exigency

[ ek-si-juhn-see, ig-zij-uhn- ]
/ ˈɛk sɪ dʒən si, ɪgˈzɪdʒ ən- /

noun, plural ex·i·gen·cies.

exigent state or character; urgency.
Usually exigencies. the need, demand, or requirement intrinsic to a circumstance, condition, etc.: the exigencies of city life.
a case or situation that demands prompt action or remedy; emergency: He promised help in any exigency.
Also ex·i·gence.

Origin of exigency

From the Medieval Latin word exigentia, dating back to 1575–85. See exigent, -ency
Dictionary.com Unabridged Based on the Random House Unabridged Dictionary, © Random House, Inc. 2019

Examples from the Web for exigency

British Dictionary definitions for exigency

exigency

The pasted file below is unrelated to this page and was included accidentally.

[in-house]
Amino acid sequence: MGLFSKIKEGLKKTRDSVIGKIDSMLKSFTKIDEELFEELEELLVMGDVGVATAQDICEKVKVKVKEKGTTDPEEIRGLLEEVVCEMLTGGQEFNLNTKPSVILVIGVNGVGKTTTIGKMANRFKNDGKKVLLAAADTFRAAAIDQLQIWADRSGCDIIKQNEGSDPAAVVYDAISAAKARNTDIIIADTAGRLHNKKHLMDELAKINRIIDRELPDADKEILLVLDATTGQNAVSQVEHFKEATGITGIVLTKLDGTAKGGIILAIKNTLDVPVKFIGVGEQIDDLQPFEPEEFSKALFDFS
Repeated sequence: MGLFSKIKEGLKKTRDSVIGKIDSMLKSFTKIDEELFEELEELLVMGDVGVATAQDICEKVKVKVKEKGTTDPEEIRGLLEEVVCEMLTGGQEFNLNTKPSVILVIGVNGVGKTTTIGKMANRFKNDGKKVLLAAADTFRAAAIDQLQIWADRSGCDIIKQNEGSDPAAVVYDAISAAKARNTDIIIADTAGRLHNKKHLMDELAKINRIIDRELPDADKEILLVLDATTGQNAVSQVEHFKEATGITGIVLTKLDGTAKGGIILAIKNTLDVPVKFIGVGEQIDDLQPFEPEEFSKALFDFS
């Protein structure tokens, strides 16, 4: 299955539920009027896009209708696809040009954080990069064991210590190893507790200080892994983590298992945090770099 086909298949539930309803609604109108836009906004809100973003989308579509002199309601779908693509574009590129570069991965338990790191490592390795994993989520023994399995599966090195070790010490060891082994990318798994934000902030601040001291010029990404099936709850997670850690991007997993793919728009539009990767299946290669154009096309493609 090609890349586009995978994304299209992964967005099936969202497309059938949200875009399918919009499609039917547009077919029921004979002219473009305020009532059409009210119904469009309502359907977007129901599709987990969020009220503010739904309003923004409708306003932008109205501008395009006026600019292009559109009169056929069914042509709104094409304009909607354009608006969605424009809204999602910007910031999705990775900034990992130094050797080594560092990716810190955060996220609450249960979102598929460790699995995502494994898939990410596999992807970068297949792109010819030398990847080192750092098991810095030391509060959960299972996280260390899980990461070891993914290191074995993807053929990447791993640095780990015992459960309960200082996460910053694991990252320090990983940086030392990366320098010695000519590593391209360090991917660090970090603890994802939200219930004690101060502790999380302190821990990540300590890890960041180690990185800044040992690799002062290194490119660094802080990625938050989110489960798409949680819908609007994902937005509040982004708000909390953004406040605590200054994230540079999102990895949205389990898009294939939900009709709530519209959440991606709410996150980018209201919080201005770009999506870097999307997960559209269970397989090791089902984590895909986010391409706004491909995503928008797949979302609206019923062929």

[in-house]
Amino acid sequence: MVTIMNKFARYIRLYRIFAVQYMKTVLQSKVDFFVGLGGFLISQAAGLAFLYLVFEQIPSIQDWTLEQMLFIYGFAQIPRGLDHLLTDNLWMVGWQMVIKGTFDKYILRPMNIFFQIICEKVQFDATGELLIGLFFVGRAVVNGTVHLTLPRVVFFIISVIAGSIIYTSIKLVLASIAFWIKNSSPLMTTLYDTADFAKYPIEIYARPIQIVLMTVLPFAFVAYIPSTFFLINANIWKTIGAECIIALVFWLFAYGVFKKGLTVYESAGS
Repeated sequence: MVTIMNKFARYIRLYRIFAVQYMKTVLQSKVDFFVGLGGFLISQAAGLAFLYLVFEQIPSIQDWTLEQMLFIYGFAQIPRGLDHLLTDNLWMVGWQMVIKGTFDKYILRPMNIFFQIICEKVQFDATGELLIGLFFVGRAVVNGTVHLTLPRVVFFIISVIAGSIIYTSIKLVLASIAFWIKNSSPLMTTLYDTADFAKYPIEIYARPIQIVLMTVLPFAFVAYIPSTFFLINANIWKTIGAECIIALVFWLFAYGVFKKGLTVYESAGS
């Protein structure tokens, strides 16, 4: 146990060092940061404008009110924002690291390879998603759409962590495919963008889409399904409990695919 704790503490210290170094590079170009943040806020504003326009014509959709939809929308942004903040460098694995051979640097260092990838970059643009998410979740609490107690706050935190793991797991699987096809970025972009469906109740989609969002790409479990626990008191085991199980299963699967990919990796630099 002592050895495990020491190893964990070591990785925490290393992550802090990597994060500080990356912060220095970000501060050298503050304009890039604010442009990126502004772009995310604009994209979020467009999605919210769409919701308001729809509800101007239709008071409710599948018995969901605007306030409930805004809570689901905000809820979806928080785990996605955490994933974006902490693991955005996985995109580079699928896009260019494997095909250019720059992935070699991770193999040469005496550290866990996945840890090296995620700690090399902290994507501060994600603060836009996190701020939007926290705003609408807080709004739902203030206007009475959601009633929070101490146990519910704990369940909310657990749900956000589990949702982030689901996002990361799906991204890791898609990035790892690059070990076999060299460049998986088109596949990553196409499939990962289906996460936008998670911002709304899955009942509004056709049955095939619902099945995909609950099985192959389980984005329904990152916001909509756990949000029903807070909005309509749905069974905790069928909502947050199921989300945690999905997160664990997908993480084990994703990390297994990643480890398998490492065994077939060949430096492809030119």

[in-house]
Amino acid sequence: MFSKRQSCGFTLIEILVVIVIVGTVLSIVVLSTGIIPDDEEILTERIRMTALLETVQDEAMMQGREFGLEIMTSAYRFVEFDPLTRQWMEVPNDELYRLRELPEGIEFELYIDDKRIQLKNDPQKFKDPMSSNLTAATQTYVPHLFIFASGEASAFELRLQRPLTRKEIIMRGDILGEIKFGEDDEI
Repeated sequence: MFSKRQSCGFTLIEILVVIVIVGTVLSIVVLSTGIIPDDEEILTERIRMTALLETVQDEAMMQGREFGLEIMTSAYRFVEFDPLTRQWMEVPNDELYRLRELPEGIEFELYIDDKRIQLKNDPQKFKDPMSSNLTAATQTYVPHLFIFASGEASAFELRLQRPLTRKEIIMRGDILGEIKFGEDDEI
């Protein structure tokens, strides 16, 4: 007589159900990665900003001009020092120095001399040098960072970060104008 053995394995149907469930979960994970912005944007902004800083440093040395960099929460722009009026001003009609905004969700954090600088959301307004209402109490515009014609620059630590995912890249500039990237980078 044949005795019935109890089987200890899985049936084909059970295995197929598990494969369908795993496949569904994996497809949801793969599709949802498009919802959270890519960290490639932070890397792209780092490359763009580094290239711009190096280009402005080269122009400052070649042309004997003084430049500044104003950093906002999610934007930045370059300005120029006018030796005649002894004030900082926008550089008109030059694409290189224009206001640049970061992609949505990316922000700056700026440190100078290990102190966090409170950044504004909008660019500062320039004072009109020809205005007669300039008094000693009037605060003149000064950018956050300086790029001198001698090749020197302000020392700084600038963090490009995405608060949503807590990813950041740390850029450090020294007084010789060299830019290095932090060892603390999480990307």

exigence (ˈɛksɪdʒəns)

/ (ˈɛksɪdʒənsɪ, ɪɡˈzɪdʒənsɪ) /

noun plural -gencies or -gences

the state of being exigent; urgency
(often plural) an urgent demand; pressing requirement
an emergency
Collins English Dictionary - Complete & Unabridged 2012 Digital Edition © William Collins Sons & Co. Ltd. 1979, 1986 © HarperCollins Publishers 1998, 2000, 2003, 2005, 2006, 2007, 2009, 2012

Word Origin and History for exigency

exigency


n.

1580s, from Middle French exigence, from Latin exigentia "urgency," from exigentem (nominative exigens), from exigere "to demand, require; drive out" (see exact (v.)). Related: Exigencies (1650s).

Online Etymology Dictionary, © 2010 Douglas Harper